According to a 2013 report based on a study with the readers of Enterprise Tech Journal, 91 percent of respondents say that some part of their business-critical data was in VSAM (New mainframe application availability report: Survey facts and insights available here). These organizations can benefit from optimizing the performance of VSAM batch, a process that starts with knowing the data. As Michael Friske pointed out in his February 2013 SHARE presentation titled “Buffering, Record Level Sharing and Performance Basics for VSAM Data Sets” (available here), “What makes one data set perform really well may cause another data set to perform poorly.” Friske listed the following considerations for understanding your data before you start:
• Is the data set being processed sequentially or randomly (directly)?
• Will the insert activity be light or heavy?
• Are records being inserted evenly throughout the data set, or are inserts concentrated in one area of the data set?
• Will records increase in size when they’re updated?
Once you know the answers to these questions about your data, spend time testing, tweaking and testing again for performance in your environment. Small changes can have a big impact, both in the right direction and the wrong one.
One of the best ways to optimize the performance of batch is to ensure you’re setting the buffers correctly for your environment. You can do this through system-managed buffering (SMB), the batch local shared resources (LSR) subsystem or VSAM buffering.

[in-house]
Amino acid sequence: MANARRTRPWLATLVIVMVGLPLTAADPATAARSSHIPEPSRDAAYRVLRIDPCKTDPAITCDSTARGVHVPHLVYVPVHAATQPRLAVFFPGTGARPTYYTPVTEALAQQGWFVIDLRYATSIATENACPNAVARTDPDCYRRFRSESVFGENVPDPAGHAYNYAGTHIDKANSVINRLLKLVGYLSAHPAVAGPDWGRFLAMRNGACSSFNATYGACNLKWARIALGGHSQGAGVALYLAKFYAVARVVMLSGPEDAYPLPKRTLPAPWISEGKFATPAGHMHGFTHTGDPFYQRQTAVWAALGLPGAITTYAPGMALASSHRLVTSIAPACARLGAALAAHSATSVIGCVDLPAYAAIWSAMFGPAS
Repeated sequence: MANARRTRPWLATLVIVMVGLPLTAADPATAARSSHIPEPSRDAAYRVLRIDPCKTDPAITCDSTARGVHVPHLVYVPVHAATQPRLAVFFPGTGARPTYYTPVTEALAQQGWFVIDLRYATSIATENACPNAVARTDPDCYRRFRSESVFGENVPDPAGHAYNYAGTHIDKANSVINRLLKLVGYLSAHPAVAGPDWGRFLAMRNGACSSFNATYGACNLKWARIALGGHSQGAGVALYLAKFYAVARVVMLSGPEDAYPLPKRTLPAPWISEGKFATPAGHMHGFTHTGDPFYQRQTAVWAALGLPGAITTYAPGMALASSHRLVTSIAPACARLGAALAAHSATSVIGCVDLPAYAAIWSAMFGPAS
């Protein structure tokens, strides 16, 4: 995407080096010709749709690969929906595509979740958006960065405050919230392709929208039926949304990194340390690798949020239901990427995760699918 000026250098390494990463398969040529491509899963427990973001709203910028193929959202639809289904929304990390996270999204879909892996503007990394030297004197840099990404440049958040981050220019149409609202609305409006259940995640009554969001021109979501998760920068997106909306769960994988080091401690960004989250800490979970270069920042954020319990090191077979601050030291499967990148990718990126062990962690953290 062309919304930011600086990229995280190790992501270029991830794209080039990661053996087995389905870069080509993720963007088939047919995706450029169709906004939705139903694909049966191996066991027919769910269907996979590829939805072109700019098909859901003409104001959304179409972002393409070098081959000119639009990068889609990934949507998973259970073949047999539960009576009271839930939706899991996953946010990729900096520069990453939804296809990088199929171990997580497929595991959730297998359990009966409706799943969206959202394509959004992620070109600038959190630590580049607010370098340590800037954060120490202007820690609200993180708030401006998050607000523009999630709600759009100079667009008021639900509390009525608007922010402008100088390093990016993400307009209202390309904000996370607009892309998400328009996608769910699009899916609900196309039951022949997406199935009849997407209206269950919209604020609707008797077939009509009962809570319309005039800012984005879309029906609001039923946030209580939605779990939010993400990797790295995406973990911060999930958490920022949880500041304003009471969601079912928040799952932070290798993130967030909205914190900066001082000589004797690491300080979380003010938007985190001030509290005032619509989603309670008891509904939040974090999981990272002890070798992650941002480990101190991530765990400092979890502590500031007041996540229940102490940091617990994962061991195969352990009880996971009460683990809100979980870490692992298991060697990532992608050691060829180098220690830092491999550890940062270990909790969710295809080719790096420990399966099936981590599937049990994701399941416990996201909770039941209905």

Note that for applications written in COBOL—like most batch ones are—you can only set the type of access (sequential, direct or dynamic). You can’t set the type of resources (non-shared resources or local shared resources). Therefore, SMB or batch LSR is your best option to use with COBOL applications.
Option 1: System-Managed Buffering
SMB is the method recommended for the best results for optimizing buffering because it saves you the time of manually working out how many buffers you need. (Some third-party tools for optimizing buffering also exist.)
In order to use SMB, the VSAM data sets must be managed by the storage management subsystem (SMS) and defined as extended format, as specified in the Interactive Storage Management Facility (ISMF) with DSNTYPE=EXT. Note that if the data sets aren’t specified as extended format, you get no warning; you will just see poor performance with your batch jobs. So, if you’re planning on using SMB, it’s worth double-checking that the data sets are specified as extended format.
SMB allocates buffers, depending on how the file is opened: sequential access, direct (random) access or dynamic access. SMB also determines the buffering technique: nonshared resources (NSR) or local shared resources (LSR), depending on how the file is opened. (See “Option 3: Manual Buffer Allocation” for more information about buffering techniques):